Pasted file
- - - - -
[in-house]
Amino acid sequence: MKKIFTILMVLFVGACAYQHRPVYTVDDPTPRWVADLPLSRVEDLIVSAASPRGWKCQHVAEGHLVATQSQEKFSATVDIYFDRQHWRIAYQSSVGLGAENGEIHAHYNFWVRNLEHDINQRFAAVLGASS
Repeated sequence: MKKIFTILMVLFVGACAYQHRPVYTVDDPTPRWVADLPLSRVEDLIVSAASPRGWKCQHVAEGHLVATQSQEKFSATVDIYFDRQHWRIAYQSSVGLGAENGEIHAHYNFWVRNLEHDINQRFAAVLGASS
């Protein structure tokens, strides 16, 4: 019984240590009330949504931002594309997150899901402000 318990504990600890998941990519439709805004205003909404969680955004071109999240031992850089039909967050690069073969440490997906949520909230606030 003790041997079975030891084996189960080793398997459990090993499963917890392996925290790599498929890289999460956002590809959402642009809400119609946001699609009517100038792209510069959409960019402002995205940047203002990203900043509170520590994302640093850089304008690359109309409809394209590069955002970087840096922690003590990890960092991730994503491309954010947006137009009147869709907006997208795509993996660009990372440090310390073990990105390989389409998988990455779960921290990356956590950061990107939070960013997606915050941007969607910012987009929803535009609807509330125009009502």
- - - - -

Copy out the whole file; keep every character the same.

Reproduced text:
[in-house]
Amino acid sequence: MKKIFTILMVLFVGACAYQHRPVYTVDDPTPRWVADLPLSRVEDLIVSAASPRGWKCQHVAEGHLVATQSQEKFSATVDIYFDRQHWRIAYQSSVGLGAENGEIHAHYNFWVRNLEHDINQRFAAVLGASS
Repeated sequence: MKKIFTILMVLFVGACAYQHRPVYTVDDPTPRWVADLPLSRVEDLIVSAASPRGWKCQHVAEGHLVATQSQEKFSATVDIYFDRQHWRIAYQSSVGLGAENGEIHAHYNFWVRNLEHDINQRFAAVLGASS
């Protein structure tokens, strides 16, 4: 019984240590009330949504931002594309997150899901402000 318990504990600890998941990519439709805004205003909404969680955004071109999240031992850089039909967050690069073969440490997906949520909230606030 003790041997079975030891084996189960080793398997459990090993499963917890392996925290790599498929890289999460956002590809959402642009809400119609946001699609009517100038792209510069959409960019402002995205940047203002990203900043509170520590994302640093850089304008690359109309409809394209590069955002970087840096922690003590990890960092991730994503491309954010947006137009009147869709907006997208795509993996660009990372440090310390073990990105390989389409998988990455779960921290990356956590950061990107939070960013997606915050941007969607910012987009929803535009609807509330125009009502």